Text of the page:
PORTLAND, ORE. – After flooding the streets around the U.S. courthouse in Portland with tear gas early Friday, dozens of federal officers in camouflage and tactical gear stood in formation around the front of the building.

Then, as one protester blared a soundtrack of “The Imperial March,” the officers advanced. Through the acrid haze, they continued to fire flash grenades and welt-inducing marble-size balls filled with caustic chemicals. They moved down Main Street and continued up the hill, where one of the agents announced over a loudspeaker, “This is an unlawful assembly.”

By the time the security forces halted, the federal courthouse they had been sent to protect was out of sight — two blocks behind them.

The aggressive incursion of federal officers into Portland has been stretching the legal limits of federal law enforcement as agents with batons and riot gear range deep into the streets of a city whose leadership has made it clear they are not welcome.

“I think it’s absolutely improper,” Oregon Attorney General Ellen Rosenblum said in an interview Friday. “It’s absolutely beyond their authority.”

The state lost its bid Friday for a restraining order against four federal agencies on the grounds that the state attorney general lacked standing, but several other challenges are still making their way through the courts.

Federal officers who arrived this month to help control protests over racial injustice and police violence have made dozens of arrests for federal crimes, including assaults on federal officers and failing to comply with law enforcement commands. More than 40 protesters have been arrested, and dozens now face federal criminal charges.

One protester standing on a city street outside the federal courthouse was shot in the head with a crowd-control munition, leaving a bloody scene and a serious facial injury that required surgery. In another incident, an officer was seen repeatedly using a baton to whack a Navy veteran who said he had come to speak to the agents. Videos taken by members of the public captured camouflaged personnel pulling protesters into unmarked vans.

The inspectors general of the Department of Justice and the Department of Homeland Security have opened investigations.

During 57 consecutive nights of protests, demonstrators have squared off first with Portland police and then with federal agents in what at times have been pitched battles, with protesters throwing water bottles or fireworks and agents responding with frequent volleys of tear gas. The arrival of federal agents caused the protests to swell and focused the ire of protesters onto the Mark O. Hatfield U.S. Courthouse, across from a park shaded by mature trees.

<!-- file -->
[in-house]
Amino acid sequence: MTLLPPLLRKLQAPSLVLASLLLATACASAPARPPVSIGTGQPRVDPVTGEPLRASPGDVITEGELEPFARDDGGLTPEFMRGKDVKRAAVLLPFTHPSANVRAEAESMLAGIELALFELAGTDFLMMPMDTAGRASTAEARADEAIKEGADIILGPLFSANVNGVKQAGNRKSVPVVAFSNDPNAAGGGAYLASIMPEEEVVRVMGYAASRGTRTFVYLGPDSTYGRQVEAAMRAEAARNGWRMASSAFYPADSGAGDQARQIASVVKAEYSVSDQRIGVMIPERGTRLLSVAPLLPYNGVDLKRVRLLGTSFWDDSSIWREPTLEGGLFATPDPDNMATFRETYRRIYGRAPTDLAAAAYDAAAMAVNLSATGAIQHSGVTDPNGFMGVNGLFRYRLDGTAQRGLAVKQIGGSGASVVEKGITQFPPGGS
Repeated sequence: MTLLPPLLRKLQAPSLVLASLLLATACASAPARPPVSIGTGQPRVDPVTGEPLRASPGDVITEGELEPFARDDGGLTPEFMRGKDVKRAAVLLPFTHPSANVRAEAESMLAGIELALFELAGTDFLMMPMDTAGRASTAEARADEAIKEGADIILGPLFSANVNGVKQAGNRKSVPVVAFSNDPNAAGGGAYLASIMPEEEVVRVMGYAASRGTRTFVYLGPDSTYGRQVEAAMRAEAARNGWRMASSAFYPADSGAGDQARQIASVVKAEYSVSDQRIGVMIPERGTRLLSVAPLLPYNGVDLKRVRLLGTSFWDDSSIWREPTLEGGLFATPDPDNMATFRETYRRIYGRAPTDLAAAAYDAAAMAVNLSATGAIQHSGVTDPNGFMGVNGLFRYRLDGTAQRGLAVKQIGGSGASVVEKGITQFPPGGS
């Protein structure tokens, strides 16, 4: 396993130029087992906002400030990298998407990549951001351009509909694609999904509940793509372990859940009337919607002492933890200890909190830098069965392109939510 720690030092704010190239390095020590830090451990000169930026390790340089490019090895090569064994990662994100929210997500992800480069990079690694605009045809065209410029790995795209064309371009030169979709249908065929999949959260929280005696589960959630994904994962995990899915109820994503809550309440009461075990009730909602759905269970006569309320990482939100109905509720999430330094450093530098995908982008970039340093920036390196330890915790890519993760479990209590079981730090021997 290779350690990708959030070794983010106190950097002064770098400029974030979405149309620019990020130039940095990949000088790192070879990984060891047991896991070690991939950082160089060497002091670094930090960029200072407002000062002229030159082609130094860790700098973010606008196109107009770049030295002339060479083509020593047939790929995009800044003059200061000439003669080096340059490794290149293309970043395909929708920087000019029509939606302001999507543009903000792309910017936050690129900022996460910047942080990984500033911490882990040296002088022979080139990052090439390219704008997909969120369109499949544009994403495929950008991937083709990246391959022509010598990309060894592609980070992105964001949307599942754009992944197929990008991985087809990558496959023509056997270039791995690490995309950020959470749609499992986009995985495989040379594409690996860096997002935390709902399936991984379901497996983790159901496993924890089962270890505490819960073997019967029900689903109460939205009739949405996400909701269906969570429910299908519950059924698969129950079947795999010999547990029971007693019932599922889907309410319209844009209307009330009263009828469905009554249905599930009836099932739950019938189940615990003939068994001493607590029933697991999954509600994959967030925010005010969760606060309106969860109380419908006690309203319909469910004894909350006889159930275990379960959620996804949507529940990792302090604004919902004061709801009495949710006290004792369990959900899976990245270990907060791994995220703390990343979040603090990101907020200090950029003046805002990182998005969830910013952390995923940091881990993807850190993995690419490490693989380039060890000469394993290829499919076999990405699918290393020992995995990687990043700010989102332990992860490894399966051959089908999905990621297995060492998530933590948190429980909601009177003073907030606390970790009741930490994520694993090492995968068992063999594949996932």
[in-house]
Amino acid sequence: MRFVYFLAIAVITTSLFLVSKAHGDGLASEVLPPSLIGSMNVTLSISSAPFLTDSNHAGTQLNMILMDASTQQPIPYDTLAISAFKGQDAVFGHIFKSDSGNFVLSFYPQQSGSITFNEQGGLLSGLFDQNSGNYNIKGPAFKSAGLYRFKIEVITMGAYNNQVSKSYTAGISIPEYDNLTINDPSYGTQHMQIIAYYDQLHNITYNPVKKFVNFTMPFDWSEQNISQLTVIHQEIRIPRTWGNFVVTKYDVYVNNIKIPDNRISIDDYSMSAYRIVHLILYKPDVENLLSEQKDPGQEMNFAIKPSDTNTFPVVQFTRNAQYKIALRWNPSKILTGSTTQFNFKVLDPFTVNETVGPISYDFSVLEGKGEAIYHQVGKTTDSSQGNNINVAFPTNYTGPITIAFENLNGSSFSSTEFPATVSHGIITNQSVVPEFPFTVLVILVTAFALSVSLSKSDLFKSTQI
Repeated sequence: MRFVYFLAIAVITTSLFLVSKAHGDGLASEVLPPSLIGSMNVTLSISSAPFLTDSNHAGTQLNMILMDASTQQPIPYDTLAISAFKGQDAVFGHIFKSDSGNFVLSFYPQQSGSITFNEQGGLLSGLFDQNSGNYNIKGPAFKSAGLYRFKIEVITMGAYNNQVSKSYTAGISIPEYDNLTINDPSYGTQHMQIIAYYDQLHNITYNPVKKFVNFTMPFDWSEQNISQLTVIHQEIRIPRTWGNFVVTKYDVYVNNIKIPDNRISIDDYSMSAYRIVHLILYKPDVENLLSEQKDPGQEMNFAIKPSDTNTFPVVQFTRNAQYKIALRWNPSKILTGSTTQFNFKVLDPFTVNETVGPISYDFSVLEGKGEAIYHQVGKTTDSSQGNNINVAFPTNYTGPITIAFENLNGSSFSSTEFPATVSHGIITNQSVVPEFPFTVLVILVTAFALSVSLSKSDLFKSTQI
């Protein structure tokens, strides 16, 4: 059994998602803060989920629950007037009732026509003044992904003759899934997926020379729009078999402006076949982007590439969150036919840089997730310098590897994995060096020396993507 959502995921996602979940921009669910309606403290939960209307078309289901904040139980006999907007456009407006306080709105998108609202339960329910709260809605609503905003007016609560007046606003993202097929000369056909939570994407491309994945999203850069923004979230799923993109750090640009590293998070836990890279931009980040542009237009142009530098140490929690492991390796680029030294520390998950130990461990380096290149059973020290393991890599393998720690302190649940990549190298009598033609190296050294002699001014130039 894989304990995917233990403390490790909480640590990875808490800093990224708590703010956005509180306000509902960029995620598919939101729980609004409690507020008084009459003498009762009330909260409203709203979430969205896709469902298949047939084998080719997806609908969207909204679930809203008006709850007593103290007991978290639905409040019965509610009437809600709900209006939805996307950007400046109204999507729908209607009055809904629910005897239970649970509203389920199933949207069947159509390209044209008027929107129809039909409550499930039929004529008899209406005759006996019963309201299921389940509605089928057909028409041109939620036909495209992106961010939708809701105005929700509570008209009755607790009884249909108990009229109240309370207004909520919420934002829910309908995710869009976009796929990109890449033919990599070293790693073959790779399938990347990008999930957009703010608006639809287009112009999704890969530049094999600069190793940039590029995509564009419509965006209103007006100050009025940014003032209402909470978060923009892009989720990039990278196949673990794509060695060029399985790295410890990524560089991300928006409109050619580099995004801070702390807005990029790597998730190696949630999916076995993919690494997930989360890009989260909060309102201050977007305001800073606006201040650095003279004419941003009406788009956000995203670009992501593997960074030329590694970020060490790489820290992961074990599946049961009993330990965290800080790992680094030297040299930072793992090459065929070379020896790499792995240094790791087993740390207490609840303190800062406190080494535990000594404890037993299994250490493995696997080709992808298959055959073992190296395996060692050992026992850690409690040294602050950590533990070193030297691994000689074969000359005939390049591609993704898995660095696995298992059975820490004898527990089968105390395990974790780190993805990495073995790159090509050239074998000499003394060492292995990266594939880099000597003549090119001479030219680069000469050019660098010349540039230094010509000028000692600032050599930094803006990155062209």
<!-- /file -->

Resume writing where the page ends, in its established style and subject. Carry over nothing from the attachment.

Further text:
What began as a movement for racial justice became a broader campaign to dislodge the federal forces from the city.

The federal agents from four agencies arrived after President Donald Trump signed an executive order June 26 ordering the protection of federal monuments and buildings.

There is broad agreement among legal scholars that the federal government has the right to protect its buildings. But how far that authority extends into a city — and which tactics may be employed — is less clear.

Robert Tsai, a professor at the Washington College of Law at American University, said the nation’s founders explicitly left local policing within the jurisdiction of local authorities.

He questioned whether federal agents had the right to extend their operations blocks away from the buildings they are protecting.

“If the federal troops are starting to wander the streets, they appear to be crossing the line into general policing, which is outside their powers,” Tsai said.

Homeland Security officials said they are operating under a federal law that permits federal agents to venture outside the boundaries of the courthouse to “conduct investigations” into crimes against federal property or officers.

John Malcolm, vice president for the Institute for Constitutional Government at the conservative Heritage Foundation and a former deputy assistant attorney general during the George W. Bush administration, said federal agents have clear legal authority to pursue protesters who have damaged federal property.

“Once they have committed a crime, the federal authorities have probable cause to go arrest them,” he said. “I don’t care how many blocks away they are from that property.”

While federal authorities are not intended to be riot police, he said, the federal government has the authority to send in troops in extreme situations in which there is a breakdown of authority and local officials are unable to effectively enforce local laws.

“But we are not there yet, and I pray that we don’t get there,” Malcolm said.

Outraged by the federal presence, government leaders in Portland have been looking for ways to push back against the deployment. The Portland Police Bureau ousted federal representatives from the city’s command post. Mayor Ted Wheeler, who himself was hit with tear gas fired by federal agents Wednesday night, called the federal deployment an abuse of authority.

“My colleagues and I are looking at every possible legal option we have to get the feds out of here,” the mayor said.